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    (Original post by Nigel Farage MEP)
    For the pupils who attend state schools you are right, they are paying later for the education they received when young. This bill would be better if school fees were treated like university tuition fees in the days of free tuition, where the independent schools participating in the scheme have a limit on the highest fees that can be charged with government paying a subsidy to the parents to cover the cost of school fees.
    There are limits on the price that schools can give and they are outlined in the spreadsheet. Each region, as outlined, will have a new average target (instead of having a national limit) and - as was not explained - the limit each school can charge will vary, depending on how the needs of that school are defined. This could be done best by local government, taking into account the plans the organisation running their respective schools outlines.

    This should have been explained, I apolagize. Would this change your mind on the bill?
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    (Original post by Nigel Farage MEP)
    and the cost of education is going to be affordable for poorer parents.


    .
    Did you mean that? In which case, yes, it will be affordable
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    (Original post by Count Bezukhov)
    So let's say a person gets taxed £x per year, and under this system they get awarded a voucher amount of £y. What you're saying is that, rather than the tax money being given to a school by the government, it is actually 'refunded' to the parent, according to means, who will then give it to the school?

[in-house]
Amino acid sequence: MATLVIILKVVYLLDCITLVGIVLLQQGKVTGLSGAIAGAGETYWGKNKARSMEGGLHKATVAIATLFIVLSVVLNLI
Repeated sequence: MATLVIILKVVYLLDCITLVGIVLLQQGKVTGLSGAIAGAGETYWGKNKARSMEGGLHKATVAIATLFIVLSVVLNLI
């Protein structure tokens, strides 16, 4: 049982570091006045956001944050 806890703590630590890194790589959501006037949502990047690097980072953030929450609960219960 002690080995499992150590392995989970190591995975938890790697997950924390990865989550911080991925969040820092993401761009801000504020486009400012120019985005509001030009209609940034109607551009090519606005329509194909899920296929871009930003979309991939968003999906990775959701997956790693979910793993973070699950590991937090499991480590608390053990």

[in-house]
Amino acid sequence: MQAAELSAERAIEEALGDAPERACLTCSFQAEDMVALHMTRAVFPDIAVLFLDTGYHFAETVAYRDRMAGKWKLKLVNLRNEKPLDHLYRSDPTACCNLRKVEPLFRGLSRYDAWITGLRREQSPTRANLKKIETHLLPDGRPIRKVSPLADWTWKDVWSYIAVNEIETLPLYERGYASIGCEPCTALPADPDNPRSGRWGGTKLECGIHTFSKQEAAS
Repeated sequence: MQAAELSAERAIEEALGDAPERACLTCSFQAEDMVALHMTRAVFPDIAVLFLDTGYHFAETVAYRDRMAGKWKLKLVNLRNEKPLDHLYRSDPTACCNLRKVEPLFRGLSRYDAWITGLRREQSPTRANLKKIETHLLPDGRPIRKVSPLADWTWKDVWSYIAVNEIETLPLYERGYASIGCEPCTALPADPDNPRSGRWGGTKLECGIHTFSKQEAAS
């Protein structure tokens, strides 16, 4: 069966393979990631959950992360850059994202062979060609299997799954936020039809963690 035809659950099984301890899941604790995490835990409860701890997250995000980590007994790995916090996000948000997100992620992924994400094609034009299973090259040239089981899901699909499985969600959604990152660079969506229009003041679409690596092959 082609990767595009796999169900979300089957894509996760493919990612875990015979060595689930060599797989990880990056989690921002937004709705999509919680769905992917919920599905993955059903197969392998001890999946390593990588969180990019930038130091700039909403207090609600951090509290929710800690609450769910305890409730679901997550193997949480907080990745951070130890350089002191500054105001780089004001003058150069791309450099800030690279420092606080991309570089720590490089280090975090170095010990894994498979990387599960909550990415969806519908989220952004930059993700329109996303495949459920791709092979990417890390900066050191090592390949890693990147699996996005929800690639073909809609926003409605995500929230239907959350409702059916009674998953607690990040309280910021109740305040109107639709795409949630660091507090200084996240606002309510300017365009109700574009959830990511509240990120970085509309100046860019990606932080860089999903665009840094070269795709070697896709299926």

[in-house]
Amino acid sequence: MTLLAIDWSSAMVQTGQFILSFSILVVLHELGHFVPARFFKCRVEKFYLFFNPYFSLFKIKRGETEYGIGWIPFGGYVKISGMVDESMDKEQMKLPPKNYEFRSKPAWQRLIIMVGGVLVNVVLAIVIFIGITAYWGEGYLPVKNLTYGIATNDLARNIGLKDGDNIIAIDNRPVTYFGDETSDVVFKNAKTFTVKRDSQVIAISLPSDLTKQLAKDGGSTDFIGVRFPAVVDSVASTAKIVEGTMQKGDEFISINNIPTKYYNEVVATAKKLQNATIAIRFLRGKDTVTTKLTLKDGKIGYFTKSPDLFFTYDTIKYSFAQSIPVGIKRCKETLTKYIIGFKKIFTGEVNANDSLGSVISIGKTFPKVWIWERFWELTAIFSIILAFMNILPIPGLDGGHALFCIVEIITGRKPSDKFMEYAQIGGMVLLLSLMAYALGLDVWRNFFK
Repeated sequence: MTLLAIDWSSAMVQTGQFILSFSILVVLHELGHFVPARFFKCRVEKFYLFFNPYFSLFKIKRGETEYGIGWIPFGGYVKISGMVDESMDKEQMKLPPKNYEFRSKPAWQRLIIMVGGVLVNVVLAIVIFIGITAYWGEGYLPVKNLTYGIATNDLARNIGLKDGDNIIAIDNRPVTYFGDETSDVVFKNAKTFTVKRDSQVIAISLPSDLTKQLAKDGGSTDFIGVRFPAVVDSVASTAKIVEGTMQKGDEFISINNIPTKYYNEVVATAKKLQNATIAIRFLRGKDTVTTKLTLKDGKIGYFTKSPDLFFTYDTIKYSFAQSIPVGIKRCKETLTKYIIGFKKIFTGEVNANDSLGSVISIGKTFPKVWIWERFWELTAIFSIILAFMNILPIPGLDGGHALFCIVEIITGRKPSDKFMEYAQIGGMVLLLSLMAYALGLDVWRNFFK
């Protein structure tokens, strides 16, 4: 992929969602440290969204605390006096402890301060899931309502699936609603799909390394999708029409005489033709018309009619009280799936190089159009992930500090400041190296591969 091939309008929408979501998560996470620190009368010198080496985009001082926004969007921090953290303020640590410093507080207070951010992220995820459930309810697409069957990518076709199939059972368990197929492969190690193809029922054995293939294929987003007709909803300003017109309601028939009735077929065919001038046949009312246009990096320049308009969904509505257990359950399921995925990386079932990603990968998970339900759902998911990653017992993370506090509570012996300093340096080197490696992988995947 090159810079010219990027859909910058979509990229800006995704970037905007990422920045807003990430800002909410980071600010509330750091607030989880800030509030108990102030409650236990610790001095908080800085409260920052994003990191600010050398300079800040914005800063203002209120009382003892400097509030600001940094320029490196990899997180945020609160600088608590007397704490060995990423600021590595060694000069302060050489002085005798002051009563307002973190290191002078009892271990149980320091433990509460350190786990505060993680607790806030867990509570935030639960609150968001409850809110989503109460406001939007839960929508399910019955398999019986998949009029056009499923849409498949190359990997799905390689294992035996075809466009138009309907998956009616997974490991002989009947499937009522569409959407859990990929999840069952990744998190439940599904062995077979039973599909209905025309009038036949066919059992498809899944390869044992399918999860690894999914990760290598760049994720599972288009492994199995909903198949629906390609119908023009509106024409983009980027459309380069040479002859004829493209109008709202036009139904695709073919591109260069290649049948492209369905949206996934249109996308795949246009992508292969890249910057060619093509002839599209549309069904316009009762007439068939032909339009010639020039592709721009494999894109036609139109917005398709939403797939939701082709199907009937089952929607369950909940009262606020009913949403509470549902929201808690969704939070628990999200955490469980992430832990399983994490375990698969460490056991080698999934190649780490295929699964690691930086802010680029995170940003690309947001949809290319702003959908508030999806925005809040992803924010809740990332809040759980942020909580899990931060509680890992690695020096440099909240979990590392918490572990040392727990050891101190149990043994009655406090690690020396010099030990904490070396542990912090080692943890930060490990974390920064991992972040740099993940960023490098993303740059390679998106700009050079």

It seems that this is putting more of the costs onto the shoulders of the rich, since they'll have to pay 50% of the cost of their own child going to school, plus subsiding whatever goes back to poorer families (since less well-off families either don't pay tax or pay a smaller amount). At least, that's how I understand it? Seems odd for a Liber bill, increasing the cost for wealth-creators
    Please see the response before regarding this issue, I think it was in response to Nigel
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    Why is the state subsidising business in this way?! Buy giving people a school instead of them paying for it and them then setting fees however they like so they can extract as much money from the state as possible. This is a truely horrible idea and I deplore the libertarian party for suggesting it.